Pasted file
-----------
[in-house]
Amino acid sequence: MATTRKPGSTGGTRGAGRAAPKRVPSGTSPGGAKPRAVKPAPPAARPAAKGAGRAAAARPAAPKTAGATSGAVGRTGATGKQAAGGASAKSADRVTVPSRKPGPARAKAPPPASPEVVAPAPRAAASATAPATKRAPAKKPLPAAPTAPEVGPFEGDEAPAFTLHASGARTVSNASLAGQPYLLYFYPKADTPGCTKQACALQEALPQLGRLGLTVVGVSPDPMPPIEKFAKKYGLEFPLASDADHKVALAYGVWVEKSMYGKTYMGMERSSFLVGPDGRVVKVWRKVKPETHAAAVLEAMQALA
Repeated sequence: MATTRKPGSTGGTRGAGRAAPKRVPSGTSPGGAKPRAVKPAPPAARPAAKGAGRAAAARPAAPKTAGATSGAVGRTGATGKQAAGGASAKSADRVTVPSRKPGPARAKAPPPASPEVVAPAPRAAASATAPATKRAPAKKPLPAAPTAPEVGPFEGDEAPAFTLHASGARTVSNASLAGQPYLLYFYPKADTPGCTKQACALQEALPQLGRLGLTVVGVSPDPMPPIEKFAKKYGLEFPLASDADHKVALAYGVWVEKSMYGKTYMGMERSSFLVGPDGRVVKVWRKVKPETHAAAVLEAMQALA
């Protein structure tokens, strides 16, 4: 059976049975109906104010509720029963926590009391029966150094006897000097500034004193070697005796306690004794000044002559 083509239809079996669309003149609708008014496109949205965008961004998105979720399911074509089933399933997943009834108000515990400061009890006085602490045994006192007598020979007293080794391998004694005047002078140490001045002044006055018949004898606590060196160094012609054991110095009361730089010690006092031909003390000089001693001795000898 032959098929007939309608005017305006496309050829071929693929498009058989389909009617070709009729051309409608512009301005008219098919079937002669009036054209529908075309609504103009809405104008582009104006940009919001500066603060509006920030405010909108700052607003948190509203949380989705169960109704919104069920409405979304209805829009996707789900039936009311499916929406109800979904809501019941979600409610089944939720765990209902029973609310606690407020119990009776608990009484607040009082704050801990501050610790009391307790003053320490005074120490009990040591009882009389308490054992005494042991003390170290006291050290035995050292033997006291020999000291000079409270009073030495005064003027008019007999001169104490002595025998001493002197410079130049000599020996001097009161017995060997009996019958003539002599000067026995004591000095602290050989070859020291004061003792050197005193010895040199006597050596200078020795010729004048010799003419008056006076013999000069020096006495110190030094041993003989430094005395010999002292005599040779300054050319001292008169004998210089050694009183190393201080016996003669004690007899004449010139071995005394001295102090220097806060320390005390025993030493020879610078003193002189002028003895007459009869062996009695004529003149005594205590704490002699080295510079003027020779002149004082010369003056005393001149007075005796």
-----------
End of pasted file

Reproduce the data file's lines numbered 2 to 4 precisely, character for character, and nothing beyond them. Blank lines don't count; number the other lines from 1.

Amino acid sequence: MATTRKPGSTGGTRGAGRAAPKRVPSGTSPGGAKPRAVKPAPPAARPAAKGAGRAAAARPAAPKTAGATSGAVGRTGATGKQAAGGASAKSADRVTVPSRKPGPARAKAPPPASPEVVAPAPRAAASATAPATKRAPAKKPLPAAPTAPEVGPFEGDEAPAFTLHASGARTVSNASLAGQPYLLYFYPKADTPGCTKQACALQEALPQLGRLGLTVVGVSPDPMPPIEKFAKKYGLEFPLASDADHKVALAYGVWVEKSMYGKTYMGMERSSFLVGPDGRVVKVWRKVKPETHAAAVLEAMQALA
Repeated sequence: MATTRKPGSTGGTRGAGRAAPKRVPSGTSPGGAKPRAVKPAPPAARPAAKGAGRAAAARPAAPKTAGATSGAVGRTGATGKQAAGGASAKSADRVTVPSRKPGPARAKAPPPASPEVVAPAPRAAASATAPATKRAPAKKPLPAAPTAPEVGPFEGDEAPAFTLHASGARTVSNASLAGQPYLLYFYPKADTPGCTKQACALQEALPQLGRLGLTVVGVSPDPMPPIEKFAKKYGLEFPLASDADHKVALAYGVWVEKSMYGKTYMGMERSSFLVGPDGRVVKVWRKVKPETHAAAVLEAMQALA
């Protein structure tokens, strides 16, 4: 059976049975109906104010509720029963926590009391029966150094006897000097500034004193070697005796306690004794000044002559 083509239809079996669309003149609708008014496109949205965008961004998105979720399911074509089933399933997943009834108000515990400061009890006085602490045994006192007598020979007293080794391998004694005047002078140490001045002044006055018949004898606590060196160094012609054991110095009361730089010690006092031909003390000089001693001795000898 032959098929007939309608005017305006496309050829071929693929498009058989389909009617070709009729051309409608512009301005008219098919079937002669009036054209529908075309609504103009809405104008582009104006940009919001500066603060509006920030405010909108700052607003948190509203949380989705169960109704919104069920409405979304209805829009996707789900039936009311499916929406109800979904809501019941979600409610089944939720765990209902029973609310606690407020119990009776608990009484607040009082704050801990501050610790009391307790003053320490005074120490009990040591009882009389308490054992005494042991003390170290006291050290035995050292033997006291020999000291000079409270009073030495005064003027008019007999001169104490002595025998001493002197410079130049000599020996001097009161017995060997009996019958003539002599000067026995004591000095602290050989070859020291004061003792050197005193010895040199006597050596200078020795010729004048010799003419008056006076013999000069020096006495110190030094041993003989430094005395010999002292005599040779300054050319001292008169004998210089050694009183190393201080016996003669004690007899004449010139071995005394001295102090220097806060320390005390025993030493020879610078003193002189002028003895007459009869062996009695004529003149005594205590704490002699080295510079003027020779002149004082010369003056005393001149007075005796």